How to be an Energy Efficient Gardener

29 January 2020

It looks like 2020 is set to be the year when the world begins to really understand the importance of getting to grips with climate change. As general consensus is beginning to change and we are all beginning to become aware of the need to be energy efficient it is important that in addition to governments and businesses, we all adapt everything in our daily lives to be better for the planet as well.

Doing what we can to make our homes and gardens more energy efficient is important, and often nothing radical is needed – just a series of small changes. Our gardens are important to us, and with this in mind, here are some tips on how to be a more energy-efficient gardener in 2020:

1. Make your home energy efficient

Before you even venture out into the garden it is important that your home is as energy-efficient as possible. This means measures like insulating the walls and roof, having water-saving measures, low energy appliances and an up-to-date and efficient boiler. According to Nexus Energy Solutions, having an energy performance certificate (EPC) carried out “provides a detailed understanding of how your property uses energy and how any prospective buyer or tenant can save money on energy bills and help fight back against climate change.”

With the knowledge gained through an EPC, you can begin to put in measures to make your home more energy-efficient.

2. Ditch the gas or electric machinery

Whether you are using an electric lawnmower or gas-powered rototiller, you might be using energy unnecessarily. Electric machinery is better for the environment than gas, but man-power is even better! There might, of course, be situations where you need powered machinery but there might be others where you can cut it out.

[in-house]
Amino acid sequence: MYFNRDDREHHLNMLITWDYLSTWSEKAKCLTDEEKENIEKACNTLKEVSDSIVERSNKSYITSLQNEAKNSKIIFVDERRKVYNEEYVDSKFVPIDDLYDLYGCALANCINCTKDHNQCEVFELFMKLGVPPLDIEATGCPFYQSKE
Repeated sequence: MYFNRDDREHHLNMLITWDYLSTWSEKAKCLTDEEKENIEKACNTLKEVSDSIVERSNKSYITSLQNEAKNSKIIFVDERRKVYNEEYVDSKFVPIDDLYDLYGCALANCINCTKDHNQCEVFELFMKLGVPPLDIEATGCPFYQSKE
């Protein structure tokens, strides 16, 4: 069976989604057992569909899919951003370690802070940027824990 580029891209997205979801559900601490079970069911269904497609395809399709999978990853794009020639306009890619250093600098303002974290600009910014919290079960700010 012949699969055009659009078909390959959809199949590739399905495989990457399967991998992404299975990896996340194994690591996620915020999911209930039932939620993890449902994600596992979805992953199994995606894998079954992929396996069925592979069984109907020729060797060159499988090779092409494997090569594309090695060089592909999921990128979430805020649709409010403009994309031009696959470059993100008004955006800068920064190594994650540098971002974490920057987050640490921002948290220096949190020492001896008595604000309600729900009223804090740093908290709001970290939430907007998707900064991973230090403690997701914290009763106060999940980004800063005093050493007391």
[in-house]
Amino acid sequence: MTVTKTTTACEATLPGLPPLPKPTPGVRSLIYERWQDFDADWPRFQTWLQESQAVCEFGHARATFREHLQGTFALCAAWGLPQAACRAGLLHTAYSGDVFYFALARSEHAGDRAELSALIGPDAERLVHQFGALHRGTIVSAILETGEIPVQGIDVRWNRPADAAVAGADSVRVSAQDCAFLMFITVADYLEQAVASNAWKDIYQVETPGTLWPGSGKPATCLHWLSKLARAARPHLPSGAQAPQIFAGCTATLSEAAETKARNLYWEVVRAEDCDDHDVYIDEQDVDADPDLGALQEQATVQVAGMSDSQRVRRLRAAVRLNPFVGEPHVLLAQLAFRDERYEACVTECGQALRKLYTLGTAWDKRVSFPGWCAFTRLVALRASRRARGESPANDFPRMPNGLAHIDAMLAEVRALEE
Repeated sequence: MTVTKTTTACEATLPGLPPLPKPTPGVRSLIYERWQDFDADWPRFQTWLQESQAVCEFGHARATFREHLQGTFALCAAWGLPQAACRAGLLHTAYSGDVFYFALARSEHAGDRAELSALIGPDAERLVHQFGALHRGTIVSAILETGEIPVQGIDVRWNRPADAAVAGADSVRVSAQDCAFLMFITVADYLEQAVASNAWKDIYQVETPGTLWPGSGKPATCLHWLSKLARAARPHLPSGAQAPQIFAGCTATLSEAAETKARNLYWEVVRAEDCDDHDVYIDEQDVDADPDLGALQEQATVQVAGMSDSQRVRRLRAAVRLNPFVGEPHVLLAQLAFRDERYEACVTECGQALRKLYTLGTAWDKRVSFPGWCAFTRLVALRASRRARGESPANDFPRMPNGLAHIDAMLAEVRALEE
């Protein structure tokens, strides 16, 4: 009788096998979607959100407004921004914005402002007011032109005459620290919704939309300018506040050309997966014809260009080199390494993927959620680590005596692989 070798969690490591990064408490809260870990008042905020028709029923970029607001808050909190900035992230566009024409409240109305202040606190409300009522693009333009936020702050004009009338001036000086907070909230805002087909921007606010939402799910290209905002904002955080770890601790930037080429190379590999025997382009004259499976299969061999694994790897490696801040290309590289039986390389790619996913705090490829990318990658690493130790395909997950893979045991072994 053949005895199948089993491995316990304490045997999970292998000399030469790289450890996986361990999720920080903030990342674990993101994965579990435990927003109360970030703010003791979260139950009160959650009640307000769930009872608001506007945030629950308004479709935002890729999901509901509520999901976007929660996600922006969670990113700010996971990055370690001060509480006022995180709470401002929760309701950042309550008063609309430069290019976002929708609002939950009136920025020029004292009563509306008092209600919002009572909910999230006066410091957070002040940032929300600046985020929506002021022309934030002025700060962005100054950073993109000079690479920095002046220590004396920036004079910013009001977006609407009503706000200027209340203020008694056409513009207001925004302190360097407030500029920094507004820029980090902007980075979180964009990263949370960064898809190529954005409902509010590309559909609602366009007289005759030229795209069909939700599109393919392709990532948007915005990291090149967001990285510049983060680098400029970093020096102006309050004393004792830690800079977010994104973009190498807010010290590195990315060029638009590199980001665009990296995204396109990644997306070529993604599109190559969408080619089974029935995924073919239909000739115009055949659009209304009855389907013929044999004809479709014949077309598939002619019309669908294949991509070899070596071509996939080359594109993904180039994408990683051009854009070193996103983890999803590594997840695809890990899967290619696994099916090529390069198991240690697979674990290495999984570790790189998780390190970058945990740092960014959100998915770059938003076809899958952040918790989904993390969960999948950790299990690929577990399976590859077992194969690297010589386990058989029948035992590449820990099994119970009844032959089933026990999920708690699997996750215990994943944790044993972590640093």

If you do have powered machinery make sure that it is properly kept and maintained to ensure that it is as energy-efficient as possible.

3. Solar lighting

If you spend a lot of time making your garden look beautiful then it’s only right that you should enjoy it too. Spending a summer’s evening in your garden is one of life’s simple pleasures, but you can enjoy what nature has to offer even more so if you’re not unnecessarily using energy to power lights in your garden.

Outside solar lighting can be found in many different forms and works by the panels being left to absorb the sun’s energy during the day, which then powers the lights by night.

4. Compost

Our food and garden scraps can be one of the most effective natural fertilisers that exist. Try giving up the chemical fertilisers and replacing them with compost made out of vegetable and garden waste. Simply collect vegetable peelings, used teabags, and garden waste, store them in a compost bin and after a time you can leave this decomposed plant material on your flower beds. You could also leave grass cuttings on the garden to act as a natural fertiliser. This is not only better for the environment, but it is also less expensive than buying chemical fertilisers.

5. Water in the morning

Depending on where you live and how the weather is behaving you might need to water your grass or plants in your garden. The best time of the day to do this is in the morning. Watering in the heat of the day is inefficient as a higher amount of it evaporates and watering in the evening means that the dampness can last overnight and cause diseases in your lawn.

You should also look into rainwater harvesting systems, which can collect rainwater, which can then be used to water the plants in your garden. A simple water butt is a great place to start.

6. Plants

The plants that you choose to have in your garden can also make a difference in the energy efficiency of your garden and home. If you are going to plant trees, plant them somewhere that will protect your home by shading it, reducing heating costs in the winter.

You could also consider using plants that don’t require much water, such as coneflower, lavender, lantana, penstemon, and daylilies.

Another thing to think about is planting flora which is native to where you are living. This will encourage local wildlife and promote the ecosystems which are important to the future of our planet.

When it comes to being a more energy-efficient gardener there are plenty of small changes that can be made. This will not only often save you money and be healthier for you, but the planet will thank you for it too.

This is a guest blog post written by Ella Hendrix. Ella Hendrix is a versatile freelance writer currently covering articles on house renovations, homeware trends and gardening for beginners.